For me, having children was the push I needed to start reevaluating what I allowed to be said around myself, my children and my home. I have overcome the fear of taboo subjects, I have had to change my boundaries in regards to ‘respect’ and learn that sometimes it is harder to challenge family members because you risk hearing things you didn’t want to hear, evoking a reaction that isn’t easy to deal with. It can be incredibly hard. But it is for the best. It allows you to make an informed decision about your own boundaries, and your own level of respect you wish to be shown.

I don’t have the answers as how to handle it within your own circle, I certainly can’t tell you that you will always walk away with the result you wanted, but white privilege isn’t going away, and with the medical advances nor is THAT generation (I joke) and I feel very strongly that it is our duty as moral citizens and as white people to educate our family on the privilege we are born with and the fragility we acquire as we grow into adults, and to use it in a way that is positive for society as a whole. I am sick of the excuses that are recycled. Phrases such as ‘It was a different time’, ‘things were different back then’ aren’t acceptable, they’re just enabling. Everyone has seemed to have adapted well to the 21st century, people of all ages using social media, Whatsapp, iPads, listen to podcasts, use contactless, learn new bus routes, drive new cars and I wonder why we so freely render the ‘older generation’ as incapable of continuing to learn and expand on  societal/humanitarian matters, when they are quite clearly demonstrating that they are able to ‘keep up with the times’ in every other respect. Surely that is discriminatory in itself?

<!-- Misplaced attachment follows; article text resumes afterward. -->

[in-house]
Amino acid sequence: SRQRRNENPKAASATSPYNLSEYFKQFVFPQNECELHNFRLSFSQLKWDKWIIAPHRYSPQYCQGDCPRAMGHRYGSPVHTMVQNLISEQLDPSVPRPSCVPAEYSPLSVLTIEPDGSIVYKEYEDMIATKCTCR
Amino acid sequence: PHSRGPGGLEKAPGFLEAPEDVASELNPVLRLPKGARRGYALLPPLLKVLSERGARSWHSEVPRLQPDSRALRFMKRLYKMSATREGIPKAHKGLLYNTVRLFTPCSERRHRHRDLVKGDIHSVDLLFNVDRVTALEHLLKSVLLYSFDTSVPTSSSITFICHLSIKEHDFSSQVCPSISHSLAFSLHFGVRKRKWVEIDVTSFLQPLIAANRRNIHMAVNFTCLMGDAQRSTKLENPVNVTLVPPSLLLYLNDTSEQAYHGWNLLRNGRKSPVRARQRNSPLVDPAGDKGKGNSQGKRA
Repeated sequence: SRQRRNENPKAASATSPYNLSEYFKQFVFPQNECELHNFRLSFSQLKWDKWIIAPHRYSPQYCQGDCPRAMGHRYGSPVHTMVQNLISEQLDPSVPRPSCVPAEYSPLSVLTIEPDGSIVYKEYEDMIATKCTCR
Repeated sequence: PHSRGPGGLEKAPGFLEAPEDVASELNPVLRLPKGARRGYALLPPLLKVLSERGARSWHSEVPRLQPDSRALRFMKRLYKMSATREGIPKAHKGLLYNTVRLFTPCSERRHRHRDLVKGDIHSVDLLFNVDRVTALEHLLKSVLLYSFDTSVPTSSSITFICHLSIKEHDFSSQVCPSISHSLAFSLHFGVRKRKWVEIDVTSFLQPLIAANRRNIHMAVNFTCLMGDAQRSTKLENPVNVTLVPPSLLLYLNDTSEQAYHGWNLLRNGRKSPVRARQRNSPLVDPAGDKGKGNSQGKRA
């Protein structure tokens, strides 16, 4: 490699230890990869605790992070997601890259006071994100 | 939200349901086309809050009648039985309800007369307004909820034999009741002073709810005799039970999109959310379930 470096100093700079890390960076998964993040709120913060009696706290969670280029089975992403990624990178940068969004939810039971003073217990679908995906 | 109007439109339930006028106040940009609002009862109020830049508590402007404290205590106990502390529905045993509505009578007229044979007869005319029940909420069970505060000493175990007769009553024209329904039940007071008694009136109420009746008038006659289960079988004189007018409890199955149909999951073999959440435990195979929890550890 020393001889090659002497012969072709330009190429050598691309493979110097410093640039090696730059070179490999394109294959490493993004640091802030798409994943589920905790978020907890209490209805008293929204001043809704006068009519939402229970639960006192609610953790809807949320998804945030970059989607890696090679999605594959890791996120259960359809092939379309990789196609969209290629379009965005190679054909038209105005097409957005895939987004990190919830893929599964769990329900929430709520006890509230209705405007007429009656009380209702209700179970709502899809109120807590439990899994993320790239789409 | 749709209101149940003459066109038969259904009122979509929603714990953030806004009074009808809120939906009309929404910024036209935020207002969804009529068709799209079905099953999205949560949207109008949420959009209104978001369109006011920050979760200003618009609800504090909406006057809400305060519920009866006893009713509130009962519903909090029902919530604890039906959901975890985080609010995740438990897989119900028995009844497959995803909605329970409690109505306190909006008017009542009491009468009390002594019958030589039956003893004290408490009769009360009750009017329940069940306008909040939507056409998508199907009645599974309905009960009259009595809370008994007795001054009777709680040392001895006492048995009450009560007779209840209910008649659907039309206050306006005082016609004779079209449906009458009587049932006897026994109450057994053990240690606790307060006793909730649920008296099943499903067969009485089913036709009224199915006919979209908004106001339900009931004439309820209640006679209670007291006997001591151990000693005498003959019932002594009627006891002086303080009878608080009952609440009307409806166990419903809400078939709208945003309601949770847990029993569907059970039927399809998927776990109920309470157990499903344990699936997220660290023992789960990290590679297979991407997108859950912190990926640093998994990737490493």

Further reading:

Nova Reid – campaigner and inspiring speaker, specialising in anti-racism workshops. There is a lot of helpful information on Nova’s website and on her Instagram @novareidoffical. I recommend the IGTV episodes – I’ve found them really helpful.

Rachel Cargle – US born Rachel, a writer for Harper Bazaar and academic has an incredible blog and IG page that constantly makes me question myself. I found the articles on white feminism eye opening and insightful. They are things I have not yet come across and continue to refer back too. IG: @Rachel.cargle

Remi Sadé – Remi is 1 half of the Alright For A Mum (IG: @alrightforamum_) and the Make Motherhood Diverse team (@makemotherhooddiverse) Remi appeared on Radio 4 Women’s Hour recently to discuss the MBBRACE report. You can find it here. IG: @remi.sade

Candice Brathwaite – the founder of aforementioned Make Motherhood Diverse. Candice tirelessly raises awareness of the injustices black people are facing in present day UK. A nation which is so insistent on claiming that racism is no longer an issue here. Candice has also written her first book ‘I am not your baby mother’ which is available for pre-order here. I had no idea about the black women forced to work as wet nurses during the slave trade until Candice discussed it on her Instagram recently, if you have ever wondered why Black Breastfeeding Week existed, I highly suggest you read the information surrounding it. (@candicebrathwaite)